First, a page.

Duarte, C. S., Bordin, I. A., Yazigi, L., & Mooney, J. (2005). Factors associated with stress in mothers of children with autism. Autism, 9(4), 416-427.

Elder, J. H., Kreider, C. M., Brasher, S. N., & Ansell, M. (2017). Clinical impact of early diagnosis of autism on the prognosis and parent–child relationships. Psychology research and behavior management, 283-292.

Hoffman, C. D., Sweeney, D. P., Hodge, D., Lopez-Wagner, M. C., & Looney, L. (2009). Parenting stress and closeness: Mothers of typically developing children and mothers of children with autism. Focus on autism and other developmental disabilities, 24(3), 178-187.

Karst, J. S., & Van Hecke, A. V. (2012). Parent and family impact of autism spectrum disorders: A review and proposed model for intervention evaluation. Clinical child and family psychology review, 15, 247-277.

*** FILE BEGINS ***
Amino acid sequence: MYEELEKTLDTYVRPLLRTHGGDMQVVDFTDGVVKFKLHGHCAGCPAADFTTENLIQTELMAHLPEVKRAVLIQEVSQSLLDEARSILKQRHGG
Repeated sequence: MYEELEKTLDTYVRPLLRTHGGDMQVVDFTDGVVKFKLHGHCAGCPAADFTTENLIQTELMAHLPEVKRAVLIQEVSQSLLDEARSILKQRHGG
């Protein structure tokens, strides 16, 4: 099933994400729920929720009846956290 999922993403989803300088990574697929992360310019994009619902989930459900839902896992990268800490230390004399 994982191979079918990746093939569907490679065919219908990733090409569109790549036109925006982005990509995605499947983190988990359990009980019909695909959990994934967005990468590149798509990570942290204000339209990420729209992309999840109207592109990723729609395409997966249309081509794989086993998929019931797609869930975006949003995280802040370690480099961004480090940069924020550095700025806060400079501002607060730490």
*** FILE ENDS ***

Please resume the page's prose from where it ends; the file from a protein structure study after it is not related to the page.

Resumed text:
Volkmar, F. R. (2014). The importance of early intervention. Journal of autism and developmental disorders, 44, 2979-2980.

Will, M. N., Currans, K., Smith, J., Weber, S., Duncan, A., Burton, J., Kroeger-Geoppinger, K., Miller, V., Stone, M., Mays, L., Luebrecht, A., Heeman, A., Erickson, C., & Anixt, J. (2018). Evidenced-based interventions for children with autism spectrum disorder. Current Problems in Pediatric and Adolescent Health Care, 48(10), 234-249.